St. Catherine’s Siena

August 24, 2011

Siena is one of the oldest cities in Italy.  It preserves, to a great extent, its medieval character and feel.  The golden age of the 13th and 14th century were Siena’s years of ascendency.  By the beginning of the 12th century, Siena is its own republic, surrounded and protected by a recently completed city wall (most of which still stands).  It is in the 13th century that the the Duomo–the great Cathedral of Siena–is built.  It is said by some to be the most beautiful in all of Italy.  It is in the middle of the 13th century that the city’s university is founded.  It is in 1226 that the great church of St. Dominic (San Domenico) is begun by the Dominican Friars in Siena. 

By the 14th century, Siena is a thriving city-state, although beset from time to time by internal strife and external battles, especially with the neighboring city of Florence.  But its art and learning are some of the best in Italy, a place where Duccio produced his great religious art.  

It is into this world that Catarina Benincasa, the daughter of a dyer of cloth, was born in the middle of the 14th century.  The Benincasa family lived just down the hill from the church of San Domenico.  As a child, she would have seen the final construction of the new church of San Domenico, it having been built up from what is now the church crypt (see picture at left). Journing through St. Catherine’s Sien, then, begins there in the church she loved so much.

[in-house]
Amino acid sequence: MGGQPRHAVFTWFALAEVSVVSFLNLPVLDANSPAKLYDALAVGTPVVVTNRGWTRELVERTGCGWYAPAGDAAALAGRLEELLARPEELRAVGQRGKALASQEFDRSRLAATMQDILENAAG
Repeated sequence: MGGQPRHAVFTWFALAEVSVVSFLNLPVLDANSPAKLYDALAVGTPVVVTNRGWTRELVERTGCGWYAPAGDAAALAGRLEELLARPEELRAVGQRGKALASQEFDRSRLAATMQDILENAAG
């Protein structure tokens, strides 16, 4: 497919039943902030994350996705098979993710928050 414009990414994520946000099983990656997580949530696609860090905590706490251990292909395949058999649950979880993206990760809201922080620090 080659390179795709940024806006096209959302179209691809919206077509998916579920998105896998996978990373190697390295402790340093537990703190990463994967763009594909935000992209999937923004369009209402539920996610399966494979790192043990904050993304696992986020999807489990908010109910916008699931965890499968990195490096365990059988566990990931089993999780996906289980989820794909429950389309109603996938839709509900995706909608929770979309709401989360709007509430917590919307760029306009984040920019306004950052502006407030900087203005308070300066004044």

Above the main image of this blog entry show the famous fresco of the saint done by the artist Andrea Vanni.  Vanni knew St. Catherine personally, history has even preserved a letter the saint wrote to Vanni, who was also a politial leader in Siena.  Therefore, his depiction of her is one we know must be true to what she actually looked like.  

<the fresco is in one of the most important parts of the Basilcia, the Chapel of the Vaults. It is here, at the far end of the church, that Catherine is said to have had many of her mystical visions, and where she spent much time in prayer.  It is also here where St. Catherine, at the age of 16, first received the habit of the Dominican Order, and became a member of the "Mantellate" (Third Order Dominicans) who met daily in San Domenico.  The event is marked on a spot in the floor, as the image at right shows.  

This marks only the beginning the St. Catherine’s life.  In the coming days, I hope to post more about St. Catherine of Siena and the places in Siena that were important in the life of the Saint and the city. 


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